I'd strongly suggestion that you watch a webinar titled "Electricity Load and Price Forecasting with MATLAB". The webinar is available at: http://www.mathworks.com/company/events/webinars/wbnr51423.html

All of the code and the data sets are available on MATLAB Central.

This webinar shows two different ways to model the demand for electric power. The first is based on a neural network. The second uses bagged decision trees. The code also includes safeguards to protect against overfitting.

I'm also going to point you at a blog posting that I wrote on data driven fitting. If you are primarily worried about interpolation you might find this a useful alternative to high order polynomials

http://blogs.mathworks.com/loren/2011/01/13/data-driven-fitting/

Yasmine Tamimi on 19 Dec 2011

Thnx a lot Richard for the webinar, but I have to use GA instead of NN and long-term forecasting instead of short.

Answer by Greg Heath on 19 Dec 2011

You definitely do not want a high order polynomial for prediction.

Check out Richard's references.

Greg

Answer by Yasmine Tamimi on 19 Dec 2011

Actually the prediction went wrong, it seems like I am having an error during the running of GA!! so I minimized the order till 2 and I still have the same error!! here's my code:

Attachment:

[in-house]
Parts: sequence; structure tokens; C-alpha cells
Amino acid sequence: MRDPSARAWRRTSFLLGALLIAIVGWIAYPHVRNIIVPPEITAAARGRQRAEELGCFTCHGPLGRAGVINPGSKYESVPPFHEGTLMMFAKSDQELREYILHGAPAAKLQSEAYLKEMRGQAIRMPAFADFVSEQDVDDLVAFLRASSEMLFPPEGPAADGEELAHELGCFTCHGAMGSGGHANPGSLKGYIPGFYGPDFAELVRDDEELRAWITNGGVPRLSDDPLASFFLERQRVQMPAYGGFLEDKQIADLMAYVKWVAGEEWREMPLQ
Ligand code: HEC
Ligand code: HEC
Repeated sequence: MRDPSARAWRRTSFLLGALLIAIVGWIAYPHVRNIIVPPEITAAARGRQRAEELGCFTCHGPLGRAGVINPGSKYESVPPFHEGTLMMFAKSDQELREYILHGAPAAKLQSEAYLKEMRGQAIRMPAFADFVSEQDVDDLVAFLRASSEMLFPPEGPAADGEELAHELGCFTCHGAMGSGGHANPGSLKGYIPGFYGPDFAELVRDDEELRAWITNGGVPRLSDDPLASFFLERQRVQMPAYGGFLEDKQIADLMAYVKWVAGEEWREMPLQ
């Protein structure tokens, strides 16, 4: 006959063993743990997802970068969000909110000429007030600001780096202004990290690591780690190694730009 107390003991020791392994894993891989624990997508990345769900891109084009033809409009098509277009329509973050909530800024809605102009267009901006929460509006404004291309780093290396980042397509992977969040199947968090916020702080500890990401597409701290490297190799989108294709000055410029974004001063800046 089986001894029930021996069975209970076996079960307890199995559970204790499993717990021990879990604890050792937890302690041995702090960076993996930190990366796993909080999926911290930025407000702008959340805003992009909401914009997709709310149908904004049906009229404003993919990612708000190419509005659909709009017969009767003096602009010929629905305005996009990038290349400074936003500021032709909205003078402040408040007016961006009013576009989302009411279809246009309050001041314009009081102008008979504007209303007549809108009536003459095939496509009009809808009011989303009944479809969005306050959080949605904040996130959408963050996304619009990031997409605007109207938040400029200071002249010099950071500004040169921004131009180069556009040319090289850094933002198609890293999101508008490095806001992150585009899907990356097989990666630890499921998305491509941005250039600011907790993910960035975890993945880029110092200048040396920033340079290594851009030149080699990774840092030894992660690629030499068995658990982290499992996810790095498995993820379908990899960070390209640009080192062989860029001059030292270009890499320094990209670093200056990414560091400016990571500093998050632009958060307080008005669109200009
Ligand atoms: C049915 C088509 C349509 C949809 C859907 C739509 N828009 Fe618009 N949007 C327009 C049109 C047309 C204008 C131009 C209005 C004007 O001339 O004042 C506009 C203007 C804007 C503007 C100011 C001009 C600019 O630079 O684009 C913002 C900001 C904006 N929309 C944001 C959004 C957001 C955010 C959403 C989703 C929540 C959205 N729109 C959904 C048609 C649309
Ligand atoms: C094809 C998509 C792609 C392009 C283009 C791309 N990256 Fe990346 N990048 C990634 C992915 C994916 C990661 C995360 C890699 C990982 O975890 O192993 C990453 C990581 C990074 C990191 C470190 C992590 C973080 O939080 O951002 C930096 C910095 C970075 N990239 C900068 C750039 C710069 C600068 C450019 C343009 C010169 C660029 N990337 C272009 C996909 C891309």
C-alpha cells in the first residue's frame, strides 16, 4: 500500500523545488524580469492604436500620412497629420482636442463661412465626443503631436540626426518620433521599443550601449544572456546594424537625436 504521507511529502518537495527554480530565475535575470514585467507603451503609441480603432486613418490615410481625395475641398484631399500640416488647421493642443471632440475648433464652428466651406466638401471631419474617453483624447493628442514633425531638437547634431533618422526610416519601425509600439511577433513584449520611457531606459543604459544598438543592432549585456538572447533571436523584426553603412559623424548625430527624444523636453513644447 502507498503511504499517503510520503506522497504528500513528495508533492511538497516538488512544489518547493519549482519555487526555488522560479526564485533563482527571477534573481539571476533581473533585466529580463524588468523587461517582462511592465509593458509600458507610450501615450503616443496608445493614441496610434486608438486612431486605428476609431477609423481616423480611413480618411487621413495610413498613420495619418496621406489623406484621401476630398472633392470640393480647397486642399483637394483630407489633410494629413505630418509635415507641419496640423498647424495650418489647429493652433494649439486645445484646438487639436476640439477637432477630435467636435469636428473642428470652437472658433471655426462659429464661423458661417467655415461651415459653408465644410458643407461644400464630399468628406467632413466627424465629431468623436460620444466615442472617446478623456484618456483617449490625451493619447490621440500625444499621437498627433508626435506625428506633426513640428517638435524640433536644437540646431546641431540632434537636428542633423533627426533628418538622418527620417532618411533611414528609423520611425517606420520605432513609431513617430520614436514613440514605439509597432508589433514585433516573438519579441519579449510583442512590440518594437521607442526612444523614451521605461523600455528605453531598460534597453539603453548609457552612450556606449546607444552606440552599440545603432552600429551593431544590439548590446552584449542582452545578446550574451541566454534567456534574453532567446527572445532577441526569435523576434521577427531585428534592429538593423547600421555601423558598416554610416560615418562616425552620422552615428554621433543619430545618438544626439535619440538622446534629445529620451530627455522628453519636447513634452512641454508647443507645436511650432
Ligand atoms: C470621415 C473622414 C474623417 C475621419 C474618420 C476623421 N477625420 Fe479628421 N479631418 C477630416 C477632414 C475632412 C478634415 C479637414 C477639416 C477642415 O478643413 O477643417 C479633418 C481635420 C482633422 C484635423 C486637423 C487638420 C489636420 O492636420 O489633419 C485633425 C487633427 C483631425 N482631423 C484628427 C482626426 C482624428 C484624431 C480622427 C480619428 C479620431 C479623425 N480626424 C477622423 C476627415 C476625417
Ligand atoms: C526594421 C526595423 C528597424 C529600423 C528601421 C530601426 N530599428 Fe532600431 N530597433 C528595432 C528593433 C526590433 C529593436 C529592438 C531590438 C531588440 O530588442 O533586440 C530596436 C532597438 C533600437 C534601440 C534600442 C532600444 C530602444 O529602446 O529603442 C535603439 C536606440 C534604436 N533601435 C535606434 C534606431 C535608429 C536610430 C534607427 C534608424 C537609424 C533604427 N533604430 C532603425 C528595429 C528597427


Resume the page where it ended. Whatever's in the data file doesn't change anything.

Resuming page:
FIRST M-FILE:

format long e

f = @(c,x) c(1)*x^2 + c(2)*x^1 + c(3)*x^0;

% I have 20 data points for both the years and the load but I should use the first 10 to calculate the coefficients and the other 10 should be predicted using ga:

years = [1982 1983 1984 1985 1986 1987 1988 1989 1990 1991];

load = [1702 2344 2097 2313 2588 2885 4341 4779 5251 5721];

estimated_coefficients = polyfit(years,load,2);

% c1 = 4.165909091390513e+001;

% c2 = -1.650490772918446e+005;

% c3 = 1.634786853371606e+008;

SECOND M-FILE:

%% The objective function function y = load_forecast(x)

c1 = 4.165909091390513e+001;

c2 = -1.650490772918446e+005;

c3 = 1.634786853371606e+008;

y = c1*x(1)^2 + c2*x(2)^1 + c3;

THIRD M-FILE:

FitnessFcn=@load_forecast;

GenomeLength = 2; % Number of variables in the fitness function

LB = zeros(1,2); % Lower bound

UB = ones(1,2); % Upper bound

Bound = [LB;UB];

% options structure

options = gaoptimset('Vectorized','on','PopulationType','bitstring','CreationFcn',@int_pop,'MutationFcn',{@mutationuniform,0.04},... 'CrossoverFcn',{@crossoverscattered,0.8}, 'PopInitRange' ,Bound, 'Display','Iter','StallGenL',100,'Generations',150, ... 'PopulationSize',50);

[X,FVAL] =ga(@load_forecast,2,[],[],[],[],LB,UB,[],options);

AND THE ERROR THAT I GET IS: